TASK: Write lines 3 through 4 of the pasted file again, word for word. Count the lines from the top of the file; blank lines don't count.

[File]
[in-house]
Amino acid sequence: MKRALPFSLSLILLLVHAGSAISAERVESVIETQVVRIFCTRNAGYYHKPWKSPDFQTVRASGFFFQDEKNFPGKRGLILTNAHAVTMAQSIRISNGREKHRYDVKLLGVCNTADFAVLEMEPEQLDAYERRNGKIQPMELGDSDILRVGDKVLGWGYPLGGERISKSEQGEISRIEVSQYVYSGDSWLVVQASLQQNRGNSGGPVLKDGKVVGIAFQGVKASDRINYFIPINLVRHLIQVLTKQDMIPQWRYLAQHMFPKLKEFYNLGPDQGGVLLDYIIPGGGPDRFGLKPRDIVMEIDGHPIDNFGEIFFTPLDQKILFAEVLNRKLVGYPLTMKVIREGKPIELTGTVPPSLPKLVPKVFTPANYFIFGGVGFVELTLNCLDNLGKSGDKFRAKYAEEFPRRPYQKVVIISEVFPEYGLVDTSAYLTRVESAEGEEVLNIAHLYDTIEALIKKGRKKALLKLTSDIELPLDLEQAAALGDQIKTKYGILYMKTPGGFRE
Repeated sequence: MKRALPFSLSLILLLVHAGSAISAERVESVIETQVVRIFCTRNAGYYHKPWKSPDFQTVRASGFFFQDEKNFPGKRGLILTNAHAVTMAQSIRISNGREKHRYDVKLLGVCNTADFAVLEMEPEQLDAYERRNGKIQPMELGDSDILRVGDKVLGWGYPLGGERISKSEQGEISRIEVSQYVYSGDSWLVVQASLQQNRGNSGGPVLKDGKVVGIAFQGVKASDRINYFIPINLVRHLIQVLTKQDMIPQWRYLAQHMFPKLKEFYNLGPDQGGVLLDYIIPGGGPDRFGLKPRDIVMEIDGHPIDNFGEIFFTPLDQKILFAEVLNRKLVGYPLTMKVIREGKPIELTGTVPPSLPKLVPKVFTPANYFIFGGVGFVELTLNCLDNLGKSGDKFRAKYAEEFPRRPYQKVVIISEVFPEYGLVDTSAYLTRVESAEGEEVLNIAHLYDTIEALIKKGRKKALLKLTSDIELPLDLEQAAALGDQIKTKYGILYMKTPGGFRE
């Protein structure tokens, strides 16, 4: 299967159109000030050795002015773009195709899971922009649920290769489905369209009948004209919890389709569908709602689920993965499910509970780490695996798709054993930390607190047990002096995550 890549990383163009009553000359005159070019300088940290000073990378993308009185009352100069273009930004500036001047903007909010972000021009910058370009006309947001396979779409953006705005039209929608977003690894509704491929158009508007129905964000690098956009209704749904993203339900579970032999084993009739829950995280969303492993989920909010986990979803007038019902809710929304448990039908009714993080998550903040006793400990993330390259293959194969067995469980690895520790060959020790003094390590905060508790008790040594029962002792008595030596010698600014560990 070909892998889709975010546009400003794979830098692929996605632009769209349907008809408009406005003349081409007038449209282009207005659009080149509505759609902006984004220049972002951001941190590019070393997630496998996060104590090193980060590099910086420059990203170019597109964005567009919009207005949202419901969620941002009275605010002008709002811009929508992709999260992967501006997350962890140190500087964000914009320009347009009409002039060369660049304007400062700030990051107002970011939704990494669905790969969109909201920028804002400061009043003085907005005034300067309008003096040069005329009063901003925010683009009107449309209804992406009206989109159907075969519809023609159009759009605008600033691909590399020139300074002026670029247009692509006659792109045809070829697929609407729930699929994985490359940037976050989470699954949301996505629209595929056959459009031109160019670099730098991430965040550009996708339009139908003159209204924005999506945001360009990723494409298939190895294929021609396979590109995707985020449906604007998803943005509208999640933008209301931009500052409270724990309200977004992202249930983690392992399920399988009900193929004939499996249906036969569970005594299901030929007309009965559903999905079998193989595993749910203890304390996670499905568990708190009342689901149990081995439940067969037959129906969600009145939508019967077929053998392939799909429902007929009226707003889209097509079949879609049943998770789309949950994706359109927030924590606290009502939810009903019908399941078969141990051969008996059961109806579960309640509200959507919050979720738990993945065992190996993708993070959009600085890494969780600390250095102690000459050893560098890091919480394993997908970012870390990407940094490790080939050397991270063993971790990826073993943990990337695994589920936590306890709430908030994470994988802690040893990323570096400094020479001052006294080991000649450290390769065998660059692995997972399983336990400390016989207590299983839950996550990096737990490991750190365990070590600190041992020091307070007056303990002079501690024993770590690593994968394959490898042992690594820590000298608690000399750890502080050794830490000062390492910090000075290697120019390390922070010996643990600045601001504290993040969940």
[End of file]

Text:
Repeated sequence: MKRALPFSLSLILLLVHAGSAISAERVESVIETQVVRIFCTRNAGYYHKPWKSPDFQTVRASGFFFQDEKNFPGKRGLILTNAHAVTMAQSIRISNGREKHRYDVKLLGVCNTADFAVLEMEPEQLDAYERRNGKIQPMELGDSDILRVGDKVLGWGYPLGGERISKSEQGEISRIEVSQYVYSGDSWLVVQASLQQNRGNSGGPVLKDGKVVGIAFQGVKASDRINYFIPINLVRHLIQVLTKQDMIPQWRYLAQHMFPKLKEFYNLGPDQGGVLLDYIIPGGGPDRFGLKPRDIVMEIDGHPIDNFGEIFFTPLDQKILFAEVLNRKLVGYPLTMKVIREGKPIELTGTVPPSLPKLVPKVFTPANYFIFGGVGFVELTLNCLDNLGKSGDKFRAKYAEEFPRRPYQKVVIISEVFPEYGLVDTSAYLTRVESAEGEEVLNIAHLYDTIEALIKKGRKKALLKLTSDIELPLDLEQAAALGDQIKTKYGILYMKTPGGFRE
């Protein structure tokens, strides 16, 4: 299967159109000030050795002015773009195709899971922009649920290769489905369209009948004209919890389709569908709602689920993965499910509970780490695996798709054993930390607190047990002096995550 890549990383163009009553000359005159070019300088940290000073990378993308009185009352100069273009930004500036001047903007909010972000021009910058370009006309947001396979779409953006705005039209929608977003690894509704491929158009508007129905964000690098956009209704749904993203339900579970032999084993009739829950995280969303492993989920909010986990979803007038019902809710929304448990039908009714993080998550903040006793400990993330390259293959194969067995469980690895520790060959020790003094390590905060508790008790040594029962002792008595030596010698600014560990 070909892998889709975010546009400003794979830098692929996605632009769209349907008809408009406005003349081409007038449209282009207005659009080149509505759609902006984004220049972002951001941190590019070393997630496998996060104590090193980060590099910086420059990203170019597109964005567009919009207005949202419901969620941002009275605010002008709002811009929508992709999260992967501006997350962890140190500087964000914009320009347009009409002039060369660049304007400062700030990051107002970011939704990494669905790969969109909201920028804002400061009043003085907005005034300067309008003096040069005329009063901003925010683009009107449309209804992406009206989109159907075969519809023609159009759009605008600033691909590399020139300074002026670029247009692509006659792109045809070829697929609407729930699929994985490359940037976050989470699954949301996505629209595929056959459009031109160019670099730098991430965040550009996708339009139908003159209204924005999506945001360009990723494409298939190895294929021609396979590109995707985020449906604007998803943005509208999640933008209301931009500052409270724990309200977004992202249930983690392992399920399988009900193929004939499996249906036969569970005594299901030929007309009965559903999905079998193989595993749910203890304390996670499905568990708190009342689901149990081995439940067969037959129906969600009145939508019967077929053998392939799909429902007929009226707003889209097509079949879609049943998770789309949950994706359109927030924590606290009502939810009903019908399941078969141990051969008996059961109806579960309640509200959507919050979720738990993945065992190996993708993070959009600085890494969780600390250095102690000459050893560098890091919480394993997908970012870390990407940094490790080939050397991270063993971790990826073993943990990337695994589920936590306890709430908030994470994988802690040893990323570096400094020479001052006294080991000649450290390769065998660059692995997972399983336990400390016989207590299983839950996550990096737990490991750190365990070590600190041992020091307070007056303990002079501690024993770590690593994968394959490898042992690594820590000298608690000399750890502080050794830490000062390492910090000075290697120019390390922070010996643990600045601001504290993040969940």